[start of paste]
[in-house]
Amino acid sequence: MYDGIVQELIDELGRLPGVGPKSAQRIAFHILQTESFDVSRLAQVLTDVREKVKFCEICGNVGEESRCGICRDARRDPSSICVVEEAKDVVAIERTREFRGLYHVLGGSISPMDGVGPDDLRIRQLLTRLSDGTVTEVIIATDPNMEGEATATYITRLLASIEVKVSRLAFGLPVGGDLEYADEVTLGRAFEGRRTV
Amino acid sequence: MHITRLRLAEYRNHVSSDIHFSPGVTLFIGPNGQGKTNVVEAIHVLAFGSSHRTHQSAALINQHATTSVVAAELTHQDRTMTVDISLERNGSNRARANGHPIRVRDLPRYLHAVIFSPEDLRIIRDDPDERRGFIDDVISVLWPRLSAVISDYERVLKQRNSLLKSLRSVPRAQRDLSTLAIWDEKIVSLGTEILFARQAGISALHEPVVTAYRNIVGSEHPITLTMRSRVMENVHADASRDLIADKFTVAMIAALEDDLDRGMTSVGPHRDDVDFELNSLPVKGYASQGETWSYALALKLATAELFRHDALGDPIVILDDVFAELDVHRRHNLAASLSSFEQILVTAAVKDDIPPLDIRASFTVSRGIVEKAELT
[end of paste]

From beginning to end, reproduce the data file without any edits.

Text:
[in-house]
Amino acid sequence: MYDGIVQELIDELGRLPGVGPKSAQRIAFHILQTESFDVSRLAQVLTDVREKVKFCEICGNVGEESRCGICRDARRDPSSICVVEEAKDVVAIERTREFRGLYHVLGGSISPMDGVGPDDLRIRQLLTRLSDGTVTEVIIATDPNMEGEATATYITRLLASIEVKVSRLAFGLPVGGDLEYADEVTLGRAFEGRRTV
Amino acid sequence: MHITRLRLAEYRNHVSSDIHFSPGVTLFIGPNGQGKTNVVEAIHVLAFGSSHRTHQSAALINQHATTSVVAAELTHQDRTMTVDISLERNGSNRARANGHPIRVRDLPRYLHAVIFSPEDLRIIRDDPDERRGFIDDVISVLWPRLSAVISDYERVLKQRNSLLKSLRSVPRAQRDLSTLAIWDEKIVSLGTEILFARQAGISALHEPVVTAYRNIVGSEHPITLTMRSRVMENVHADASRDLIADKFTVAMIAALEDDLDRGMTSVGPHRDDVDFELNSLPVKGYASQGETWSYALALKLATAELFRHDALGDPIVILDDVFAELDVHRRHNLAASLSSFEQILVTAAVKDDIPPLDIRASFTVSRGIVEKAELT